The couple kissing in the Carlton Senior Living video now being shown at movie theaters and on the company’s website has garnered a fair amount of notoriety. They are Bill and Ruth Hall, residents of Carlton Senior Living in Davis.
“We moved in the first day the community opened,” said Ruth, “and the first party here was a celebration of our 70th wedding anniversary.” The Halls had lived in a cooperative neighborhood near Carlton Senior Living, watched the new community being built and decided long before it opened that they would become residents.
“Our daughter lives in Davis and needed time to be with her small grandchildren,” said Ruth. “By moving to Carlton Senior Living, we gave her more time to be with them.”
“We realized the time would come that we would need more care,” said Bill. “This is the place we should be, there’s no doubt about that.” Bill and Ruth both heap praise on the high level of friendly, knowledgeable care that the associates give residents at Carlton Senior Living.
“They are good, competent and pleasant people,” they agreed.
Upon moving to Carlton Senior Living, Ruth said she felt great relief at not having the responsibility for cooking and cleaning. Chef Andrew Moret’s scratch cooking uses an abundance of fresh, locally grown ingredients that captured her taste buds.
“The chef cooks a variety of healthy food and is a master of soups,” said Ruth, as she held up two fingers for emphasis. “We have lived here more than two years; soup is served at lunch and dinner and I have enjoyed beginning each of those meals every time but two.”
Bill said he likes to play cards, participate in exercise groups, play Wii bowling, watch movies and help expand the library.
“There is more to do than we have time to do,” he said. “The balance bar fitness is great for me. It really helps me control my balance and the instructors know how to work with seniors, adapting the exercise to our age and ability.”
Ruth was the first president of the residents’ council and both of them serve as ambassadors for the community, welcoming new residents and helping them get acclimated.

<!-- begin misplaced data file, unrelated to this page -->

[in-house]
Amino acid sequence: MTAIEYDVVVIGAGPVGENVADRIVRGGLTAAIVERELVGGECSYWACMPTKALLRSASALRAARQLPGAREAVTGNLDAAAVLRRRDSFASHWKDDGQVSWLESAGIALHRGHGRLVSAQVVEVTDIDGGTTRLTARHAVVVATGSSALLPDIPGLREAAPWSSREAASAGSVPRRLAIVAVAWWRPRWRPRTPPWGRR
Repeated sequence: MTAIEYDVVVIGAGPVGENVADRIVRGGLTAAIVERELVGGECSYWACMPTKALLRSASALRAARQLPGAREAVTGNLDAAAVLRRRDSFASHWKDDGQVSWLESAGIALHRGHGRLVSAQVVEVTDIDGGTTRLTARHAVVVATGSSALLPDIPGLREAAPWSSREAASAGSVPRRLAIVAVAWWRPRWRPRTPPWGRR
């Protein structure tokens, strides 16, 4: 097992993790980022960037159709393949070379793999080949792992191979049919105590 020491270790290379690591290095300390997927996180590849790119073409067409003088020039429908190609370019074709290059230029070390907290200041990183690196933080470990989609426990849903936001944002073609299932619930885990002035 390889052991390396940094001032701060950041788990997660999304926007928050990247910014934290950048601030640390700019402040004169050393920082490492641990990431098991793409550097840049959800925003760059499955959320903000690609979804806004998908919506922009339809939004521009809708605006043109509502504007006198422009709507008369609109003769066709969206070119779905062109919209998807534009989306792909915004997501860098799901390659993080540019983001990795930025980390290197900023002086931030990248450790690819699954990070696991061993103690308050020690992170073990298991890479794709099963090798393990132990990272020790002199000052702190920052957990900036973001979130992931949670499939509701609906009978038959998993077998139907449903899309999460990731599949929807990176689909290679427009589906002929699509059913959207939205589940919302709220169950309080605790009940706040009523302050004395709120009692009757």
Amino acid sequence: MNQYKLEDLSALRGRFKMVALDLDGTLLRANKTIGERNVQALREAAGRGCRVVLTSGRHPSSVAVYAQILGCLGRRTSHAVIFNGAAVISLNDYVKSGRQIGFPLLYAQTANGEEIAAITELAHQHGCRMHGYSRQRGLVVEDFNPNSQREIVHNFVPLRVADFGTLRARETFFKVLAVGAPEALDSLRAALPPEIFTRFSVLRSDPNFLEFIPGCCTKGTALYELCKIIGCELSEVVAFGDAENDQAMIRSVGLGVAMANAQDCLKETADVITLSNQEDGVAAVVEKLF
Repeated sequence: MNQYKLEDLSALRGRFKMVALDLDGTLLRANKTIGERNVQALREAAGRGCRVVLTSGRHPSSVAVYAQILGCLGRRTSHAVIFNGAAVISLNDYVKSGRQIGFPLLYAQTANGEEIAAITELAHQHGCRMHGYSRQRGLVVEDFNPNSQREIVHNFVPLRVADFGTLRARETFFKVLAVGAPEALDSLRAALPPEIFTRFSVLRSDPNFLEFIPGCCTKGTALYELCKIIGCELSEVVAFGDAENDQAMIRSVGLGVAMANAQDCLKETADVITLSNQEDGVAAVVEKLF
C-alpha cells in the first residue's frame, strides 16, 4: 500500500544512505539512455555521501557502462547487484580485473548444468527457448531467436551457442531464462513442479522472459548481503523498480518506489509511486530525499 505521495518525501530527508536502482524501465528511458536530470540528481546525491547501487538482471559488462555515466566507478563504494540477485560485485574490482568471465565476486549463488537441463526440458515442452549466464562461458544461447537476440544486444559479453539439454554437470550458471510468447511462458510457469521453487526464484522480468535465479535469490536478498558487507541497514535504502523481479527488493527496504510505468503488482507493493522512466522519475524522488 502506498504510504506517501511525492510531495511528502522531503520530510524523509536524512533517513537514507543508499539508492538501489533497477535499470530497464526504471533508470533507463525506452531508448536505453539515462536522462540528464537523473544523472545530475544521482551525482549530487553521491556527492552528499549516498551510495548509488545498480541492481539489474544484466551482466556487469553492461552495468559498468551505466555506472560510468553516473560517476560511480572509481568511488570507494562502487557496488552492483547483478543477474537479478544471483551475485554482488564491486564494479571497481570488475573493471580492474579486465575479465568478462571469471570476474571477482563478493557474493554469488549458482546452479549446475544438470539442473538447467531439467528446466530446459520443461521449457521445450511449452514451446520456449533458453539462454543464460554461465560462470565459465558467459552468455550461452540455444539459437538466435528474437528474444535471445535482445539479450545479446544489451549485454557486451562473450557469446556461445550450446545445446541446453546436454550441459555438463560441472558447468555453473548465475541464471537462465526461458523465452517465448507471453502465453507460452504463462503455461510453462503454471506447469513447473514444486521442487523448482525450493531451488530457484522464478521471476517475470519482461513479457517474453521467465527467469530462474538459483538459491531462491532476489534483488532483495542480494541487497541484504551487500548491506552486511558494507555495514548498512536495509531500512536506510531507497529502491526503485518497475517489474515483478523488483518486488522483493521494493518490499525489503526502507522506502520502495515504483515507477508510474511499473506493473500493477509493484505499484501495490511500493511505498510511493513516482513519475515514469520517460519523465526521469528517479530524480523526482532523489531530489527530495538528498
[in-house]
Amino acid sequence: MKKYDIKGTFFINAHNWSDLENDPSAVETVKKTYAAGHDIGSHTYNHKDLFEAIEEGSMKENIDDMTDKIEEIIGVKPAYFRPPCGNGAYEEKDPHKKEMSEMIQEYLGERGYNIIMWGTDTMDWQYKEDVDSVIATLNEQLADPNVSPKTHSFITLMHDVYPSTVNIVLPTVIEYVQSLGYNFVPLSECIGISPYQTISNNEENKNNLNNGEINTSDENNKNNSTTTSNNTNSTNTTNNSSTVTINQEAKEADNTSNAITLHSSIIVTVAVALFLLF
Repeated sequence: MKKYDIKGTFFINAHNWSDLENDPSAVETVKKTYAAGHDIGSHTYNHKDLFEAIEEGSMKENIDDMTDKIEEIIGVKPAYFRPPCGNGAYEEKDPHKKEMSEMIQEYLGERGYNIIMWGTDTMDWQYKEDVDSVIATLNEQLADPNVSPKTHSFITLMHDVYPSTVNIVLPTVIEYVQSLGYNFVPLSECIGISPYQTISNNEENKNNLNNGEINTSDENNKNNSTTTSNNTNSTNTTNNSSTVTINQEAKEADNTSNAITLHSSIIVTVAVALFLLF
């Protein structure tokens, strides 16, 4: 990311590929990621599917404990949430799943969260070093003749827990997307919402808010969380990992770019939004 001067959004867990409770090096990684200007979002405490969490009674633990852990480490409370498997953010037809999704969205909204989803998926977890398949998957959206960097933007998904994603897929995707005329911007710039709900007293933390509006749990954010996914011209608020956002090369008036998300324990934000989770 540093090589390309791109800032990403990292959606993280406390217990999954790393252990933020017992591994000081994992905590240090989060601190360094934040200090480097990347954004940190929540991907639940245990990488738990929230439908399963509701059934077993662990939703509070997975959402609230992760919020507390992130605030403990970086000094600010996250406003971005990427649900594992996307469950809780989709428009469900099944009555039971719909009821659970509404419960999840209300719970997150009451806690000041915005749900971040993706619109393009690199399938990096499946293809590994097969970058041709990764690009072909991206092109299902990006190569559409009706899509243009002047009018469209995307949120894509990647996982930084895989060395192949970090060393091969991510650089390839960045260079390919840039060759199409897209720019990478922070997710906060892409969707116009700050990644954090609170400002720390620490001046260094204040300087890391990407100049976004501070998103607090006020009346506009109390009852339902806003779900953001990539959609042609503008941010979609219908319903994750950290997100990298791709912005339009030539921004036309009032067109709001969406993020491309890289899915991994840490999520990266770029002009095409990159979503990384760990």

“We greet everyone,” said Bill. Ruth said they invite new residents to join them at meal times and for group events.
Bill, who will be 95 this year, and Ruth, who is turning 92, got married when they were 22 and 19. They were both from Kansas, the children of ministers and, although they had met as youngsters, they had very little contact until they reconnected as students at Kansas Wesleyan College in Salina, Kansas. A year later, they were married. Ruth transferred to Denver University which was near Iliff, the theological seminary Bill was attending. They both graduated and Bill became ordained.
“Near the end of World War II, teachers were needed more than military chaplains,” Bill said. After teaching two years at his alma mater, Bill decided “I would be a more effective teacher than clergyperson” so they moved to Rhode Island and Ruth taught school while Bill commuted to Boston University. He was a classmate and became a friend of Martin Luther King, Jr. The two maintained a friendship for many years as King became an icon of the civil rights movement.
The first half of my career I taught at the University of Denver and was dean of religion at Stephens College in Columbia, Missouri,” said Bill. The last 20 years was teaching and administrating at Syracuse University. He co-authored two textbooks on varieties of religious beliefs and another book on religion and public education.
While they were parenting their three children, Ruth hosted hundreds of students and faculty in their home. They took a young man from Africa into their family who achieved a degree in communications and returned to his home to establish Cameroon’s first television station. Later the
Halls adopted two young relatives who needed a different environment in which to complete high school.
Ruth also pursued a career. She obtained a Master’s Degree in administration and a certificate for counseling.
“My work included counseling students and groups on campus and supervising workshops for various religious and civic organizations. All desired inclusiveness for people of every race and sexual orientation,” she said.
Bill laughed approvingly. “She’s always been a radical.”
The Halls have had a number of brushes with fame, including stints on national television.
In 1956, Ruth was on the popular game show “Stop the Music” and Bill was on “Name that Tune.” This was the era before Herb Stempel and Charles Van Doren revealed to the United States Congress how game shows were rigged competitions, but that fact was not lost on the Halls.
“They had watched us and tested us extensively before we went in front of the cameras,” said Ruth. “They knew the songs we knew and the songs we didn’t know. We could see the producers rigging the outcomes.”
Nonetheless, both of them emerged as unexpected winners, although the prizes were not quite as generous as they are today.
“I won $100 in cash, a dozen dress white shirts and 10 sets of cuff links,” said Bill, to which Ruth pointed out, “yes, but the shirts did not have French cuffs!”
They are still big winners in the eyes of their four-year-old great grandson. While visiting them at Carlton Senior Living for the first time, the boy grew restless so Bill and Ruth showed him the billiards room, activity area, movie theater and more. When he got home to his father, he said “you should see the big house that grandma and grandpa live in!”